The developer of a software tool to help Iranians get around their government's Internet restrictions has withdrawn the program in response to questions about its security.
Haystack said it had halted further testing of the program in Iran while it conducts a review. "If you have a copy of the test program, please refrain from using it," it said in a post on its Web site.
Haystack, which runs on Windows (2000 and up), OS X (10.4 and up), and most Linux distributions, appears to the user as a normal HTTP proxy. It claims to "use a novel approach to obfuscating traffic that is exceptionally difficult to detect, much less block, but which at the same time allows users to securely use normal Web browsers and network applications."
"Recently, there has been a vigorous debate in the security community regarding Haystack's transparency and security. We believe that many of the points made in this debate were valid. As a result, and in order to ensure Haystack's security, we have halted ongoing testing of Haystack in Iran pending a security review. We have begun contacting users of Haystack to tell them to cease using the program. We will not resume testing until this third party review is completed and security concerns are addressed in an open and transparent way."
Daniel Colascione, who had been the lead developer of Haystack, has since resigned his post. Explaining his resignation in a post on the Liberationtech mailing list, Colascione said he "should never have allowed that damned 'test' program to be distributed at all, and should never have added diagnostics to it; running it once in a controlled environment was a risk--arguably an acceptable one at the time. Multiplying that risk by users and by uses was what made it a catastrophe. I should have stuck my head out of the code and more strenuously objected to the hype."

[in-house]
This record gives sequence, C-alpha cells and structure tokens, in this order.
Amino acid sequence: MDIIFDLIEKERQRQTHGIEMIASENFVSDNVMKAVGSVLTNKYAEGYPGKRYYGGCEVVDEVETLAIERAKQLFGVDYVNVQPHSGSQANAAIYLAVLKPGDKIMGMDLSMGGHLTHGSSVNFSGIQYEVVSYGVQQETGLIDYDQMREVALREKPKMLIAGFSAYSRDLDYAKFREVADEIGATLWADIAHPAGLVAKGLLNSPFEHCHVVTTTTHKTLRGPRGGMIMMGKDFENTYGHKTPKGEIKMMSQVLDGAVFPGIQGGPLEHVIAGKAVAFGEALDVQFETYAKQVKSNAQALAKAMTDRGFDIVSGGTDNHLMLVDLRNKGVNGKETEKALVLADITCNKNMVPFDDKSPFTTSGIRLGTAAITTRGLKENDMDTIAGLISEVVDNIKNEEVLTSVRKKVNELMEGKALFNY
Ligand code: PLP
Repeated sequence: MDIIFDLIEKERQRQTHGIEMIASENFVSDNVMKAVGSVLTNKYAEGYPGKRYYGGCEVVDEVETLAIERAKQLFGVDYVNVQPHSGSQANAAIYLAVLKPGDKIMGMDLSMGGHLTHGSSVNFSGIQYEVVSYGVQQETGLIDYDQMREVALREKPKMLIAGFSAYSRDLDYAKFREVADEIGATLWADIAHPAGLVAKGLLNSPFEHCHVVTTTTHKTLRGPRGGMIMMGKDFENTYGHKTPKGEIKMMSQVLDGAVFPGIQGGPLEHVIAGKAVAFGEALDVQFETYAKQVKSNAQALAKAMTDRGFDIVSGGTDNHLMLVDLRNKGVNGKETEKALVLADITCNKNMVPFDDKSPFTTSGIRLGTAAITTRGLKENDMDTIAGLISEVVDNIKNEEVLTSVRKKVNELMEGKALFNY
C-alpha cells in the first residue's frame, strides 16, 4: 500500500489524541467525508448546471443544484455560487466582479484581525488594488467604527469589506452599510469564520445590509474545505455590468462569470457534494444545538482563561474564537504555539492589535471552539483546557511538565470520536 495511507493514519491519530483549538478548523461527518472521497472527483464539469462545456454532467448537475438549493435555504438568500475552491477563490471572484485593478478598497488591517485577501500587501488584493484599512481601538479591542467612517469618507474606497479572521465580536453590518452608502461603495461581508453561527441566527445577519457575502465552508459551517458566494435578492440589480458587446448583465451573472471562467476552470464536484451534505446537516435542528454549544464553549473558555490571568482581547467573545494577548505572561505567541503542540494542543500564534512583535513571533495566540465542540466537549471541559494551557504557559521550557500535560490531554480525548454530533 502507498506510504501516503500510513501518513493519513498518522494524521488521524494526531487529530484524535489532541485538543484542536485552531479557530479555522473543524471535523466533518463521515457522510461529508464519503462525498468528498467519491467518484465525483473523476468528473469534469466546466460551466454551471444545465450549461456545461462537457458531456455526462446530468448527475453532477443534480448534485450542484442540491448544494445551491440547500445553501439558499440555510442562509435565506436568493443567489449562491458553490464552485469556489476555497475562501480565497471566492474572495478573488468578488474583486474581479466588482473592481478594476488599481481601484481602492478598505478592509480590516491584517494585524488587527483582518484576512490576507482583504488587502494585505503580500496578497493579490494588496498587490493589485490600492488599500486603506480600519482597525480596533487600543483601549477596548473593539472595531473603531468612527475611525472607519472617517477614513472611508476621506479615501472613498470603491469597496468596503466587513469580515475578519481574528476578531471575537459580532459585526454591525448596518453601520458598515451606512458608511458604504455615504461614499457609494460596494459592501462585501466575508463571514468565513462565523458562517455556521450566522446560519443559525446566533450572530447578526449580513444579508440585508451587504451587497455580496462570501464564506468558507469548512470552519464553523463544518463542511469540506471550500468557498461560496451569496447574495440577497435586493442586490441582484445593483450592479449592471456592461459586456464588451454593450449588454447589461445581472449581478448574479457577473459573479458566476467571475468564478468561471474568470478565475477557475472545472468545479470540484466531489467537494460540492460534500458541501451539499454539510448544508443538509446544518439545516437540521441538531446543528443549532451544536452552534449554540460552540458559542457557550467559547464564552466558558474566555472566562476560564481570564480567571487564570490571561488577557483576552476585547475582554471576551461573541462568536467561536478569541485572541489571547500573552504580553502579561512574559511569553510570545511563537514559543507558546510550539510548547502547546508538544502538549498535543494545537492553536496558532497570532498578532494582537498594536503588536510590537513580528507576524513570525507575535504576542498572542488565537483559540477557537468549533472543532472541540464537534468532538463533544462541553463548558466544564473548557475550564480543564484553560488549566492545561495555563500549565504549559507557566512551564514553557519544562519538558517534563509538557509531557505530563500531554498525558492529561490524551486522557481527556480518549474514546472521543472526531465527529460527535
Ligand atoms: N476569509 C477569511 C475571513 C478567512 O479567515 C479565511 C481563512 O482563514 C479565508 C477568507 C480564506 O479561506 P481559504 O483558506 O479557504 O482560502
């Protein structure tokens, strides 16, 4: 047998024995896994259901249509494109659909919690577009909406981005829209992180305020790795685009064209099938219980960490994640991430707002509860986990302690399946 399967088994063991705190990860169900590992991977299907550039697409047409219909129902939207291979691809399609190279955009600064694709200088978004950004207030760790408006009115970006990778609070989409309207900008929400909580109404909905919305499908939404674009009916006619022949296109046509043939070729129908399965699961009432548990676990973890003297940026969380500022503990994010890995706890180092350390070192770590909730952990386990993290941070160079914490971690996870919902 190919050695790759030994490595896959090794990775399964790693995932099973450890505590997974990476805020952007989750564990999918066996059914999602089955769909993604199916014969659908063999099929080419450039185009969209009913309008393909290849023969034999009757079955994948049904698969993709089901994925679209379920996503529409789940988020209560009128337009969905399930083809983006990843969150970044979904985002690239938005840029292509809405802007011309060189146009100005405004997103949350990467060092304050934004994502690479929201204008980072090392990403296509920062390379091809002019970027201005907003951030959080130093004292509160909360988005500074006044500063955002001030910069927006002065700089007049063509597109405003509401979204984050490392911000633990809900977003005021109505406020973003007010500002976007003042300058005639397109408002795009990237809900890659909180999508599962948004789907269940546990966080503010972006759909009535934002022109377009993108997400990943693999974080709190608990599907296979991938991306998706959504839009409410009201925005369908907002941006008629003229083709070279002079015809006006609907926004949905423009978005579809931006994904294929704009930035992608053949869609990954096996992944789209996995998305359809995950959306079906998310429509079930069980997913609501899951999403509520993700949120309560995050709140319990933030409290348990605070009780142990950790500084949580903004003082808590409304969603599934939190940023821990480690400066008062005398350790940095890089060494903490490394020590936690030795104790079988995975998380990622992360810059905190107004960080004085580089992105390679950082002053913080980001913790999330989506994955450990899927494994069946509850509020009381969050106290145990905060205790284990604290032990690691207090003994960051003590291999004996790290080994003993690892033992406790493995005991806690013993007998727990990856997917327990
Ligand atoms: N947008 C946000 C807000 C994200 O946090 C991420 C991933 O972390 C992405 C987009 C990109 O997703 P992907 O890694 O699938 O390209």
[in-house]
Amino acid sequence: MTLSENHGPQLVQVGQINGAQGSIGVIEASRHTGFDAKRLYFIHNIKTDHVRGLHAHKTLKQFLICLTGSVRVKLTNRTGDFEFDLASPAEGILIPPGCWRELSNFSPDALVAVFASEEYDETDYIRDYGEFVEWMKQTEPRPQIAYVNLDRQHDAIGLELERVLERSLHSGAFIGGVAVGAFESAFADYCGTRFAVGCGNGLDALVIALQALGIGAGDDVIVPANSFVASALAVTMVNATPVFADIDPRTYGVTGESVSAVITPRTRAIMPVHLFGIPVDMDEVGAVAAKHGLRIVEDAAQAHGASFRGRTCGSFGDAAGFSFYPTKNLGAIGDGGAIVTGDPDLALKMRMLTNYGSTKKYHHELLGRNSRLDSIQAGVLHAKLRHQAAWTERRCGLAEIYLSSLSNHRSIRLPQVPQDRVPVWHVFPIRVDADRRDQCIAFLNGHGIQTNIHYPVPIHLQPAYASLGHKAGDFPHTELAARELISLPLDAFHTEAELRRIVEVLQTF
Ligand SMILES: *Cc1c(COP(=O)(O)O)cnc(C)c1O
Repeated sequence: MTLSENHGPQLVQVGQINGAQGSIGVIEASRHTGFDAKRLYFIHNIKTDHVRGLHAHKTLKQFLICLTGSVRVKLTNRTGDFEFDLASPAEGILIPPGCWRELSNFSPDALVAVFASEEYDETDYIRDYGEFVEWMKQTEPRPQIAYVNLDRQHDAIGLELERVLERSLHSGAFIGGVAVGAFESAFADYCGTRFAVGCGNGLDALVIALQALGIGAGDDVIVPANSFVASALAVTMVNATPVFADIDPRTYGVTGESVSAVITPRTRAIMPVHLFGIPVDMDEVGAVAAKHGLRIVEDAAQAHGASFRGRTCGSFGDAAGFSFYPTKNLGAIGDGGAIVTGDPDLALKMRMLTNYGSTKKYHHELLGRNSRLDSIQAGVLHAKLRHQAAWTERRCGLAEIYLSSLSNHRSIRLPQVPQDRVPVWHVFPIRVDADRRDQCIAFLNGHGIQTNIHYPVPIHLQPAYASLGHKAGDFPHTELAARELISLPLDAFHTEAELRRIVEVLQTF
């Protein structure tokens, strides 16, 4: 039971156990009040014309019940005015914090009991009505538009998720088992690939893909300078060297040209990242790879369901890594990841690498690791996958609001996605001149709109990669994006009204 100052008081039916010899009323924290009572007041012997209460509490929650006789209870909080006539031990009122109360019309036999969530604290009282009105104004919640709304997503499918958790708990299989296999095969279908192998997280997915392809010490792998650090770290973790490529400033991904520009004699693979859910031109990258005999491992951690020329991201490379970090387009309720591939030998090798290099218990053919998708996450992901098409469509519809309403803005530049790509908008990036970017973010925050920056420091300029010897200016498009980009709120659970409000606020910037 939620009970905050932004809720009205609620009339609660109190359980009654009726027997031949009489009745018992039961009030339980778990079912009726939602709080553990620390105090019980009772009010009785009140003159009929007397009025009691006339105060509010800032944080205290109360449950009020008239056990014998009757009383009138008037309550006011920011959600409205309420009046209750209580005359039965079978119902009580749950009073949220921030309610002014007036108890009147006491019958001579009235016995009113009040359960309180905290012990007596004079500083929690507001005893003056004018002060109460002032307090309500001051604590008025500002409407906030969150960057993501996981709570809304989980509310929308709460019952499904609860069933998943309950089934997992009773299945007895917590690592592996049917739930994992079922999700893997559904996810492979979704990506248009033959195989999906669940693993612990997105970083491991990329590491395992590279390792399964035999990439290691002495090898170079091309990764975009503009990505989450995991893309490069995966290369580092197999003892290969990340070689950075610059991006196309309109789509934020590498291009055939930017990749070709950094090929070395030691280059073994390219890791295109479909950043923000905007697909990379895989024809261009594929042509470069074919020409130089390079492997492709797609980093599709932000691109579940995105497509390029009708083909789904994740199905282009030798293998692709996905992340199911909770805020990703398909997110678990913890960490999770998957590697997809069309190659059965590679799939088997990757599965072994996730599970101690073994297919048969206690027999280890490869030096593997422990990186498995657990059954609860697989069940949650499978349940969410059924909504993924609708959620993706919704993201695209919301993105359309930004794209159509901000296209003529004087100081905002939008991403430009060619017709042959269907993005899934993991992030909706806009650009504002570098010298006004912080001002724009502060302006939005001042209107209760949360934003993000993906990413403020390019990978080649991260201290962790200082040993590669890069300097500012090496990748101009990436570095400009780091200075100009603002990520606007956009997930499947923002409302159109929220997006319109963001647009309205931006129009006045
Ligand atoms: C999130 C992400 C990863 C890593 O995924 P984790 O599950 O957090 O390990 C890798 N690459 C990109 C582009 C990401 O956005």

According to security expert, Jacob Appelbaum, Haystack leaves clues that a third party could examine to learn the identity of its user and what sites they have visited. In an interview with Wired.com, Appelbaum said that "the more I have learned about the system, the worse it has gotten...even if they turn Haystack off, if people try to use it, it still presents a risk...It would be possible for an adversary to specifically pinpoint individual users of Haystack."
The media watchdog organization Reporters Without Borders frequently cites Iran as having one of the worst records of any nation when it comes to Internet freedom.
This story originally appeared on CBSNews.com.